Young Labour conference will be lead by the Young Labour National Committee and will be chaired primarily by the Chair of Young Labour. The complicated delegate system of Young Labour conference is also changing for the better. Rather than holding complicated and often unnecessary elections in the various regions, from now on any young member simply has to register online to attend. The capacity of Young Labour conference will also be expanded and from now on there will far greater explanation of how conference works and how delegates can get involved. CLPs will be encouraged to provide financial assistance to delegates and notice of the conference will be given long in advance so as to keep travel costs to a minimum. The liberation campaigns will be at the heart of Young Labour conference and a proper explanation of what the campaigns are and how they work will be provided for the benefit of those delegates who are perhaps not aware of how these work.
Young Labour National Committee will lead Young Labour. The committee is growing, with an under 19s rep, an international rep and two ordinary reps all being elected at Young Labour conference. Just like the Chair of the Young Fabians, the Chair of Co-op Party Youth will sit on the committee and in light of the larger committee; an extra trade union place will be created. Also, it will no longer be a requirement to be on the committee in order to stand for election as chair.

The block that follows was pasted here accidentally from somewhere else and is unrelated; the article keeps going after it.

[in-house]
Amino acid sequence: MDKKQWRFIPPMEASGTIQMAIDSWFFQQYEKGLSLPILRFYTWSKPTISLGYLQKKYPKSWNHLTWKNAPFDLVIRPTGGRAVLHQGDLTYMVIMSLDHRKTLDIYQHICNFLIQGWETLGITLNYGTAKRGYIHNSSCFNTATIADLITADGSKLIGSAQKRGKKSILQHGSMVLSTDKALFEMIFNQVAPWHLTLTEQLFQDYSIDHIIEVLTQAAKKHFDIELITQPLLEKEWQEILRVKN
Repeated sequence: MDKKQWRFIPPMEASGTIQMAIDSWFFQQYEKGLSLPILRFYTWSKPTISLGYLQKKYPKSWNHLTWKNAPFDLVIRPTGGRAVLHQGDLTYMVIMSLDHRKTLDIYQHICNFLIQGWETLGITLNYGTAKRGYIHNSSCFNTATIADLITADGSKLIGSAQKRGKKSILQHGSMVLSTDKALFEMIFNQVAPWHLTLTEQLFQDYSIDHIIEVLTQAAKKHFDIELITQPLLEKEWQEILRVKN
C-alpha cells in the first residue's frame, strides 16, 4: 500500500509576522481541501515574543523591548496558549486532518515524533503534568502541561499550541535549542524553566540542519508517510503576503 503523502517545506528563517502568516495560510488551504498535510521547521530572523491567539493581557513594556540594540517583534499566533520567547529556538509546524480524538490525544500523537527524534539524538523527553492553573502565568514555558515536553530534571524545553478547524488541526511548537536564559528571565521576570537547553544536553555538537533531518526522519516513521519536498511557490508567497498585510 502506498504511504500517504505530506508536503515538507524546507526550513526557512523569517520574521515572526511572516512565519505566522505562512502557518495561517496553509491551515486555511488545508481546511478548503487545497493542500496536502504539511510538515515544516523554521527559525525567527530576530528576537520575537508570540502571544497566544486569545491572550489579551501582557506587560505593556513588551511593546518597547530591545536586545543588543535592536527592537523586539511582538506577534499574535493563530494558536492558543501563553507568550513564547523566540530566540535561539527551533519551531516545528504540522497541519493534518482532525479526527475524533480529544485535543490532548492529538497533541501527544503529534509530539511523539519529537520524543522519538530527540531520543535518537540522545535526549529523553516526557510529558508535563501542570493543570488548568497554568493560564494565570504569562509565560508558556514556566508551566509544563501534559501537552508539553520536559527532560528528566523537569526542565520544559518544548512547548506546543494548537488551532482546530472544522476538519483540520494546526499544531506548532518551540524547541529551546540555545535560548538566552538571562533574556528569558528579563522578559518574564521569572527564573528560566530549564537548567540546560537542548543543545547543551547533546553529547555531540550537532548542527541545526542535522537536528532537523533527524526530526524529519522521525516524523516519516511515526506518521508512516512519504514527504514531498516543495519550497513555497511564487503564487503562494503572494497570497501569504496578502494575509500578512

Some of Young Labour’s best work is done at a local and regional level and in order to reflect this, the role of regional rep and of youth rep on the regional boards should work with local Young Labour groups in order to encourage activity and engage with new members. Both of these positions will be elected at the same time by an OMOV ballot of young members in the region, with one position being reserved for a woman. The reserved position will of course switch each term.
Young Labour groups across the country should now receive greater support from the regional offices with a member of staff in each office being responsible for helping Young Labour operate. Links between Young Labour groups and local trade union youth sections will be encouraged and a full plan for cooperation and cross movement involvement between Young Labour and trade unions will be drawn up.
All of these things are not a shopping list, they are not demands or wishes, they are the concrete successes of the work that young members right across the country have done by helping to make the Refounding Labour process work for them. Now is the time for us all to put these things into action. It is time to look forward with a positive attitude and work to make Young Labour a movement of our own and of which the party can be proud. Ed Miliband needs Young Labour to be at the forefront of Labour’s new generation so that soon he can win in order to protect Britain’s next generation.